Before the beginning of the third season of The L Word, series creator Ilene Chaiken said of new character Moira (Daniela Sea), “She's our first real butch on the show—a fabulously attractive butch, but nonetheless a real butch.”
I, for one, was excited. Even though Chaiken's statement revealed that she actually felt that few butches were attractive, at least she admitted that The L Word had never before had a “real” butch on the show. Nope, not even Shane counted. Could this mean that Chaiken and the producers of The L Word actually knew what a real butch was?
It's too bad that as soon as that “real butch” sauntered onto the scene, she transitioned from female to male in a clumsy storyline that reduced the complexity of transgender issues to a stereotypical war between the sexes. To make matters worse, Moira's transition into Max was written in a way that not only dismissed the possibility of butch identity, it ridiculed it.
In interviews prior to the start of Season 3, Chaiken noted that she wanted to “deal with the issue of gender. We wanted to tell that story, a big story in the gay community and, in the last couple years, a huge story in the lesbian community.” Chaiken is absolutely correct that transgender politics has become a flashpoint in the lesbian community. In San Francisco, where I live, so many formerly butch-identified lesbians have transitioned from female to male that one of the biggest open secrets in the lesbian community here is a concern that being trans has become the latest trend.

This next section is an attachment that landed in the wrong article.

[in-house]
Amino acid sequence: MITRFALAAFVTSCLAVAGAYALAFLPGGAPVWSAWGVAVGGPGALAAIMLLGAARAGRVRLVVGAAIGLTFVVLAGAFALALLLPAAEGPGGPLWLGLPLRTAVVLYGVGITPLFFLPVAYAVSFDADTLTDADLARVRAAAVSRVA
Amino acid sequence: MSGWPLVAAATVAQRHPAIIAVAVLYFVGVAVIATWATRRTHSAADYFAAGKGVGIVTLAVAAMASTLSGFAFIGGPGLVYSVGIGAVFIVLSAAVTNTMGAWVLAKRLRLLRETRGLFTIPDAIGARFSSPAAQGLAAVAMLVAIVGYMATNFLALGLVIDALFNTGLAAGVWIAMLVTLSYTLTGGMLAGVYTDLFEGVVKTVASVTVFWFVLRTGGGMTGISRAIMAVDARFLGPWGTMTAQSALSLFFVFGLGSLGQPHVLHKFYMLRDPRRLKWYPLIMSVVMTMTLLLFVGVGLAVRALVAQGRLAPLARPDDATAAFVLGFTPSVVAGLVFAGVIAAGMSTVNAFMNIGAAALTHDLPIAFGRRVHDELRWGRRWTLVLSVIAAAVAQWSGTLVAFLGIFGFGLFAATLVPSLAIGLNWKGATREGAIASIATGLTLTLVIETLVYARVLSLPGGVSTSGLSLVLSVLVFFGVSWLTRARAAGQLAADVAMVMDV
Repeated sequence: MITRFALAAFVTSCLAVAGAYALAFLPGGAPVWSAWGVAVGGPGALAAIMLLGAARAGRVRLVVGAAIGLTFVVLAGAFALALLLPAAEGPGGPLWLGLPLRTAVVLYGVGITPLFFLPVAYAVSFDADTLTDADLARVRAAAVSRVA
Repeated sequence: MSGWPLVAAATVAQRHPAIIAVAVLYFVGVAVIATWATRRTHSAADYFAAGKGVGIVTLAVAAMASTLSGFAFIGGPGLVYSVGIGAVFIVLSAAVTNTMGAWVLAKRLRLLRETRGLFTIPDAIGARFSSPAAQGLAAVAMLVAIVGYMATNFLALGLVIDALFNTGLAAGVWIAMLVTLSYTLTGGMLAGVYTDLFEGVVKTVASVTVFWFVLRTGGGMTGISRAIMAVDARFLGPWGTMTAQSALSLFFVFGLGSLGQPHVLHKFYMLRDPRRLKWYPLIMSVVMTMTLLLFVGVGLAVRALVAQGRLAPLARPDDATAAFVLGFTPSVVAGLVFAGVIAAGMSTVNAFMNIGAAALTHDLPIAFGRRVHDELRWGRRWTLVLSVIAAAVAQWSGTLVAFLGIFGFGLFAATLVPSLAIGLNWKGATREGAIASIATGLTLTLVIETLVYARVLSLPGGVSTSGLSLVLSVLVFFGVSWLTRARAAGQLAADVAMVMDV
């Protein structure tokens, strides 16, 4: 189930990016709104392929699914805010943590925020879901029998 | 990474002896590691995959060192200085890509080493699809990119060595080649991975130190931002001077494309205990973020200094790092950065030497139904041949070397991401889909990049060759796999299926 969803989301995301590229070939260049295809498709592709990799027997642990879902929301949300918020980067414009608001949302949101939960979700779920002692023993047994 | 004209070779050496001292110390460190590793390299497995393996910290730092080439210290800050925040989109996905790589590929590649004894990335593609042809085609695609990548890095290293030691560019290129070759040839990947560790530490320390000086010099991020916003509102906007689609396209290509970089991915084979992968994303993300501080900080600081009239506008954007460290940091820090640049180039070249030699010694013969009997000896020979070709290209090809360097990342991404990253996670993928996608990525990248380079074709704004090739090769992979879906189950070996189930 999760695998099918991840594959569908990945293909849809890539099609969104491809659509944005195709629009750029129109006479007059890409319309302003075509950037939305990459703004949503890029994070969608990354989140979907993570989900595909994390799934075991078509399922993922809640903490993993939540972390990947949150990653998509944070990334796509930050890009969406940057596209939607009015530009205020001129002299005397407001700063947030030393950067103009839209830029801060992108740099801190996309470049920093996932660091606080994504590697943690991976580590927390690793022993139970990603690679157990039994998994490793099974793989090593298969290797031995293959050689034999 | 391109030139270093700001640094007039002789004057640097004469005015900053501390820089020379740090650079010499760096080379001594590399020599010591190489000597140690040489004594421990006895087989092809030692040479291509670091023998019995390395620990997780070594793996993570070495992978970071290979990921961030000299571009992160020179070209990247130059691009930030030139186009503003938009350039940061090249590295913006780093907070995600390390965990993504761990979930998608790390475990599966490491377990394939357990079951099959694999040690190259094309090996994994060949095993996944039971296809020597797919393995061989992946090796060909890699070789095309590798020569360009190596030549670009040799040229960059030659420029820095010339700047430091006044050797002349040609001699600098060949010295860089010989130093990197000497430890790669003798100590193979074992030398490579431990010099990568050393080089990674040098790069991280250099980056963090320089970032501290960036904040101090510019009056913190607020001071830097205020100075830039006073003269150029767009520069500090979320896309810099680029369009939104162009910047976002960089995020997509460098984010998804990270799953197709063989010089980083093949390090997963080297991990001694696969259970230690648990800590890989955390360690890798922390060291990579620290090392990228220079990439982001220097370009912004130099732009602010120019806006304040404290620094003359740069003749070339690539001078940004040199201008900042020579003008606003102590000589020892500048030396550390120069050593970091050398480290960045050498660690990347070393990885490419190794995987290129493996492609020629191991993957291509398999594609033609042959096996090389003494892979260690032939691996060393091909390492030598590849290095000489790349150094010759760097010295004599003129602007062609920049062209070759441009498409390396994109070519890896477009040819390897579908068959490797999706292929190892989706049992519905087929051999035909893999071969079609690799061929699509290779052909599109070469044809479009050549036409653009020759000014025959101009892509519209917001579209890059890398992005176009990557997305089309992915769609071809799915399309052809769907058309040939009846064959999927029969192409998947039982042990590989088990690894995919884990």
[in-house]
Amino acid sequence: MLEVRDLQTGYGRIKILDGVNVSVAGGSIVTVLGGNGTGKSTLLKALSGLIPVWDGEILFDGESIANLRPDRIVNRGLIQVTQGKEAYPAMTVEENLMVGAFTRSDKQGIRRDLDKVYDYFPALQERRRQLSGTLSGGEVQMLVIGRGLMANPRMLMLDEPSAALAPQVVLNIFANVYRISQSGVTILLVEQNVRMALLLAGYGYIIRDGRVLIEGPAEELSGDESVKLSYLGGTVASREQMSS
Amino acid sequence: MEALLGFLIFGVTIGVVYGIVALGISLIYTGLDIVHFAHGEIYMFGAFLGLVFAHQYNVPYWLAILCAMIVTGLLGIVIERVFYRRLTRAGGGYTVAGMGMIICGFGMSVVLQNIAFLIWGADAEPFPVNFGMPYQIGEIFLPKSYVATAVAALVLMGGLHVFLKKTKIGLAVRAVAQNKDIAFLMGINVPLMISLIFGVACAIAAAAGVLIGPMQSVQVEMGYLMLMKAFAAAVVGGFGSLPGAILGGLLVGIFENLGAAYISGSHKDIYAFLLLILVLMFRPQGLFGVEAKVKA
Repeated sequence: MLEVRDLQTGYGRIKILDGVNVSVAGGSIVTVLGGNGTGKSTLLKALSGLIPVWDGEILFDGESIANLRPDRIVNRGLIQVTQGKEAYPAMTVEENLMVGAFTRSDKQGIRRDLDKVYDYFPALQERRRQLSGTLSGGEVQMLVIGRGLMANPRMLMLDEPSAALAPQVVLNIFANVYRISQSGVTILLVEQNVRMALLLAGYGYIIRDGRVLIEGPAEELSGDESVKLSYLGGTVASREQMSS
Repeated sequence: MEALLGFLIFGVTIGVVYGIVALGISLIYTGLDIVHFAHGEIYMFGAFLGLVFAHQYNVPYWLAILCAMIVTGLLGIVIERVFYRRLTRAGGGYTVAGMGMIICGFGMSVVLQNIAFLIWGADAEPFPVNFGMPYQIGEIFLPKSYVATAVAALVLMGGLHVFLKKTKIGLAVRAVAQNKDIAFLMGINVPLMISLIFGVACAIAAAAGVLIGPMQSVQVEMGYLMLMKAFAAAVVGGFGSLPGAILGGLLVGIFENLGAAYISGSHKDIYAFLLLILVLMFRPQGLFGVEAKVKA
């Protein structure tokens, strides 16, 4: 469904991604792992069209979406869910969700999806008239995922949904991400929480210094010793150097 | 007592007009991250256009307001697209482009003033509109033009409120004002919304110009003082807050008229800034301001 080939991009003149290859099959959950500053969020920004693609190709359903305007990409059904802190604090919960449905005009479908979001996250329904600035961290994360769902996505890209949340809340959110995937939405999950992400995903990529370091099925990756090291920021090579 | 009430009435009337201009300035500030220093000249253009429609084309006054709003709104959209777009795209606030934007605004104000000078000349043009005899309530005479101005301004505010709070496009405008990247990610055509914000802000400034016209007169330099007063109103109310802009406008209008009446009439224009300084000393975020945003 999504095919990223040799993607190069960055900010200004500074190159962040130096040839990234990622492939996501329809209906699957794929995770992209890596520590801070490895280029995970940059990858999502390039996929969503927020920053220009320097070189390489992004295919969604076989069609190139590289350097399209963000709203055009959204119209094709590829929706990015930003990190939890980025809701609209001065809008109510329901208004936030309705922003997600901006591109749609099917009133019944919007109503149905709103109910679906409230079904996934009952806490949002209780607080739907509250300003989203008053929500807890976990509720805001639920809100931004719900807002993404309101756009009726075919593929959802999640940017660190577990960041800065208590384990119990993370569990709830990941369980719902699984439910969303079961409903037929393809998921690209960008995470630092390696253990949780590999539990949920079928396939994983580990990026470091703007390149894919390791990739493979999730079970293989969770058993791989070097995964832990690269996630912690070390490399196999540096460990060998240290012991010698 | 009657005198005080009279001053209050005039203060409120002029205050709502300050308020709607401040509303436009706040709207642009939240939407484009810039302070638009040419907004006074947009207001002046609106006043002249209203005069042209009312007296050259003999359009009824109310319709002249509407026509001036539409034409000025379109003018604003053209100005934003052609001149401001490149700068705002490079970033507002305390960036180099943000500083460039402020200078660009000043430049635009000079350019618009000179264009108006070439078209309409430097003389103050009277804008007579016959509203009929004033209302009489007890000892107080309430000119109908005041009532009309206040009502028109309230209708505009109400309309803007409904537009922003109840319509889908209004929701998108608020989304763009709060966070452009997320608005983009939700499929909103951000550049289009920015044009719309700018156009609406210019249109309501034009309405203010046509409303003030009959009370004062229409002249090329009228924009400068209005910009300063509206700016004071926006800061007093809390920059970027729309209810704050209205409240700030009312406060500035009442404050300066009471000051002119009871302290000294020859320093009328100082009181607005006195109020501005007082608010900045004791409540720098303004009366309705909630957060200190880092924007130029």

In episode 3.9, when Kit confronts Max about his transition, saying, “It just saddens me to see so many of our strong butch girls giving up their womanhood to be a man,” she voices a feeling that many lesbians are too politically correct to admit.
Unfortunately, The L Word's engagement with this complex issue suffers from being locked in a binary two-step. The fact that Moira can transition to Max should illustrate that gender is fluid, that it is not an either/or situation. Indeed, the character of bisexual, flamboyant, hypersexual Billie Blaikie (Alan Cumming), manager of the Planet, seems to be meant to symbolize this fluidity.
But Blaikie's potential as a character is never fully developed, and he is little more than an absurd cross between a drag queen and a smarmy rent boy who exists only as a white rabbit to lead Moira down the path to becoming Max.